Recent days have seen an outpouring of support for brave school staff putting the education of children ahead of their own health at a time when fears of community transmission of COVID-19 are running high.
There is also deep appreciation being shown for those doing it tough in multiple other industries that are at the frontline of this crisis – and this appreciation is being shown in some truly powerful and heart-warming ways.
Enter St Rita’s College.
Students at the school, located in Clayfield, Brisbane, have been busy bridging the connection gap by reaching out to community members who may be in isolation or on the frontline of the current health crisis.
Classes have been writing letters to the elderly, veterans and healthcare workers, offering a ‘virtual hug’ and letting them know they are appreciated.
The girls will be sending letters to a number of local hospitals, nursing homes, Meals on Wheels branches and RSLs in the lead up to ANZAC Day, after services were cancelled this year.
‘2020 is the year of hope at St Rita’s’
St Rita’s College Deputy Principal – Students, Ms Catherine Allen, said the exercise would benefit both sender and receiver.
“In a time when it can be easy to focus on how things are negatively impacting ‘me’, we think it is important to offer opportunities for the girls to be look outward and serve the community,” Allen told The Educator.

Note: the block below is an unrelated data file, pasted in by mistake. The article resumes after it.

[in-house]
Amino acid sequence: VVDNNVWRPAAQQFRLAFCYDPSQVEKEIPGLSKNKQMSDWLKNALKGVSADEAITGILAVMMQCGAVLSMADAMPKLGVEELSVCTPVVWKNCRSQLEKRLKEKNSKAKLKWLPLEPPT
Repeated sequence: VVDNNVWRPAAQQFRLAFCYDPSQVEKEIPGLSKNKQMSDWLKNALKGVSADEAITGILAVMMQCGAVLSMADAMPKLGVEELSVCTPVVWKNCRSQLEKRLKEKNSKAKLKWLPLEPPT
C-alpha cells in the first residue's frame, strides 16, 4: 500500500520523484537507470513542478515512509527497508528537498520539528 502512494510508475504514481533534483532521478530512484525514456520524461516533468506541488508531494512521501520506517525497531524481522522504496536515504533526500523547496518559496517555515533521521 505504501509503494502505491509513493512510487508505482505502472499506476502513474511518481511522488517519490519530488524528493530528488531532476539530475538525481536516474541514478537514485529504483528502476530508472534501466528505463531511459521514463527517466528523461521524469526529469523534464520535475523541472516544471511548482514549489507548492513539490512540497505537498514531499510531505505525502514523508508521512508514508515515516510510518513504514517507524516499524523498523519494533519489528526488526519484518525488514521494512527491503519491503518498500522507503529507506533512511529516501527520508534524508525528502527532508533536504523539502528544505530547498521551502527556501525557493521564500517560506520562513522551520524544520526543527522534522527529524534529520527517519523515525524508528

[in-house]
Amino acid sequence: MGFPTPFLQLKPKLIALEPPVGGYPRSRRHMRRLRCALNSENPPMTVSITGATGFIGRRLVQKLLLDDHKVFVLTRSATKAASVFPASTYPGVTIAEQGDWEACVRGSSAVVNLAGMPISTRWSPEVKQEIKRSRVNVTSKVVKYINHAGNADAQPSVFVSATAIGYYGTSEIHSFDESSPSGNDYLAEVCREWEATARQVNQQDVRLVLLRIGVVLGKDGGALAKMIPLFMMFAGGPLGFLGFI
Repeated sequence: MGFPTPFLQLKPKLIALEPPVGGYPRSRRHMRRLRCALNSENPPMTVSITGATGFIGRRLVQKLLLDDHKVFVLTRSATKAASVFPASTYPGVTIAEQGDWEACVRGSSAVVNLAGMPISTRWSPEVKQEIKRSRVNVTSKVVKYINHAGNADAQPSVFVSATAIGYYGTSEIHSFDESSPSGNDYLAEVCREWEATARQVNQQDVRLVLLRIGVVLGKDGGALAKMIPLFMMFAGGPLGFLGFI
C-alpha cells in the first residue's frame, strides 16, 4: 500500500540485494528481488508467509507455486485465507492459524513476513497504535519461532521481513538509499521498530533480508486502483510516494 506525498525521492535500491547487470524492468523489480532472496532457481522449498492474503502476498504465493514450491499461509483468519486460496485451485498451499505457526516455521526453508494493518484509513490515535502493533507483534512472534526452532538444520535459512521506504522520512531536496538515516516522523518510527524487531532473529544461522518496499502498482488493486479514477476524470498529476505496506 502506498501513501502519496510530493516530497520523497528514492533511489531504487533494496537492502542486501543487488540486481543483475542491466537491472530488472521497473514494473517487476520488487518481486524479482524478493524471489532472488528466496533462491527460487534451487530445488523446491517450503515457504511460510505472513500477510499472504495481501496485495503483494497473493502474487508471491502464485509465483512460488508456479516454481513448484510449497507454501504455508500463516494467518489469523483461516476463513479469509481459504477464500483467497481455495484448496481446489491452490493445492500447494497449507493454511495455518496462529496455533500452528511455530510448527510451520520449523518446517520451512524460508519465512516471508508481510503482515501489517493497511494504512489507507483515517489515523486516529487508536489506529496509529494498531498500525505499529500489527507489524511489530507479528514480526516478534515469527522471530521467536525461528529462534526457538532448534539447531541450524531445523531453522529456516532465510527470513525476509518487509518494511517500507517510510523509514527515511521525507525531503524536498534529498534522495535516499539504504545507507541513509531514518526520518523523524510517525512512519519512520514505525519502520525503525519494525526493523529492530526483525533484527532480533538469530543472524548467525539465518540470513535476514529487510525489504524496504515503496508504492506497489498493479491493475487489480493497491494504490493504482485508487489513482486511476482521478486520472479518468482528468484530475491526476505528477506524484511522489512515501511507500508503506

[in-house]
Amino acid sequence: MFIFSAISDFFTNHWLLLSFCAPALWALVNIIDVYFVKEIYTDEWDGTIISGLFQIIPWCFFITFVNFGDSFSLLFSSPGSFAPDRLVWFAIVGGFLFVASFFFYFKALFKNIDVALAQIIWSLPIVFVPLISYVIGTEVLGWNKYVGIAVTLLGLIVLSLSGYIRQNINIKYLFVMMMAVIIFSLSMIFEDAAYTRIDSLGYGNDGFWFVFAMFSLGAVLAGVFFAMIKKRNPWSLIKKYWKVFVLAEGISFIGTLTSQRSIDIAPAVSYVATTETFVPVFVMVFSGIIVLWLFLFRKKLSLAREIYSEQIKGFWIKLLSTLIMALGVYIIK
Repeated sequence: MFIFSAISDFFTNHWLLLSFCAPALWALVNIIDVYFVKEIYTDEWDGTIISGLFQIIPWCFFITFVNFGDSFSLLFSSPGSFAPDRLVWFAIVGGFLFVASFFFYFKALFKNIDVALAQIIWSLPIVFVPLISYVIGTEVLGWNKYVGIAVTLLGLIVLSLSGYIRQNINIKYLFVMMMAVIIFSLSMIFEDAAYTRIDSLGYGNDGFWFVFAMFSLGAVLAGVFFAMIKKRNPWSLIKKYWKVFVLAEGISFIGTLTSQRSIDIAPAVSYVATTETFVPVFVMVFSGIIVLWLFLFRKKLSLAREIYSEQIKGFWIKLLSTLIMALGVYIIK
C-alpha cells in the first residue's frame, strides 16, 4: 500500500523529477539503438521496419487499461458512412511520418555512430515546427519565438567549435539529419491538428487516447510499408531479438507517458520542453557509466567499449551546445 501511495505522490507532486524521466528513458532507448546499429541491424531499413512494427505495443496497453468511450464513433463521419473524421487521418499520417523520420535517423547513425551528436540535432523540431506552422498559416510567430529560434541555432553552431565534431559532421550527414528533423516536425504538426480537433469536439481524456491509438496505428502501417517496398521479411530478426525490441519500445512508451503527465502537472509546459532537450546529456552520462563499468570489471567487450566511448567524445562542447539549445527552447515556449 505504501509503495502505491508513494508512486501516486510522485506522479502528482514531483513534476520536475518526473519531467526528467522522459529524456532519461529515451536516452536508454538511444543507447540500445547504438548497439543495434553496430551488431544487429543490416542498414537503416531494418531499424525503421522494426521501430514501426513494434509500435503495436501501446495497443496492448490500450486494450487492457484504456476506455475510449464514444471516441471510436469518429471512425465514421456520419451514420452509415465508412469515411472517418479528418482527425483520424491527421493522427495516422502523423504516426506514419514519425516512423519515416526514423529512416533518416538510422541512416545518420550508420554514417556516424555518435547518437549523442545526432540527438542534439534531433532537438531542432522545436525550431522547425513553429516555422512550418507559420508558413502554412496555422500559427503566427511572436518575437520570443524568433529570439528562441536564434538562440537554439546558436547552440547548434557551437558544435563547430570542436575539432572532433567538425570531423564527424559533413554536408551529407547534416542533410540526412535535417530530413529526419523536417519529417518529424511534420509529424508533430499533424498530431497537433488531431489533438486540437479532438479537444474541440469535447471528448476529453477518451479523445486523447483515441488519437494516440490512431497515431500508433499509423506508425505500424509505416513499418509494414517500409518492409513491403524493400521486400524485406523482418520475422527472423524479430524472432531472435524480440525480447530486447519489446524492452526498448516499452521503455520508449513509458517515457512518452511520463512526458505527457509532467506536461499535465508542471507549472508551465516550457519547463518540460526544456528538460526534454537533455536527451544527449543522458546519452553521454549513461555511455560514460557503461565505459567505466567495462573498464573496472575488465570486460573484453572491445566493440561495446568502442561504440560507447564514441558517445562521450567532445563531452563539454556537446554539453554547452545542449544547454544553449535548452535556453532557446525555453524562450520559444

“2020 is the year of Hope at St Rita’s. In a year where Hope has been tested globally we have made a decision to ensure that we find focus on what can be done to invite hope and trust in the good of humankind and future good”.
Allen said this invited the school to think about compassion.
“Social distancing was a particular barrier that has denied many of the regular activities we participate in but we were determined to find something that allowed us to reach out positively, hopefully and compassionately,” she said.
“At St Rita’s we often speak about the responsibilities that come with the privileges we enjoy. We looked to those who established these; our older people, our veterans, and now, more than ever, our wonderful frontline health workers”.
‘An opportunity for the world to work together’
Allen said the letters are simple ways that allow the College to express “its genuine appreciation and thanks for their hope giving life work”.
“Schools offer many opportunities for growth, academically, socially, spiritually and emotionally. No one has experienced COVID-19, so, like the students, we are all learning and managing together,” she said.
Allen said that in its pervasive spread, the COVID-19 virus has “given the world an opportunity to work together, disregarding socio-economic and political biases”.
“In some ways it has delivered us all to the same playing field, perhaps some of us just more ‘game-fit’. Schools are in a great position to discuss, clarify and ‘problem-solve,” she said.
“COVID-19 has derailed plans and events. It does not have to derail positive thought and action. Challenges are opportunities to apply knowledge and work together for a common good. Human spirit is powerful and this is a great life lesson”.
This article is the second in an ongoing series of good news stories focused on how principals, teachers and students are showing compassion, courage and humanity during this challenging and uncertain time.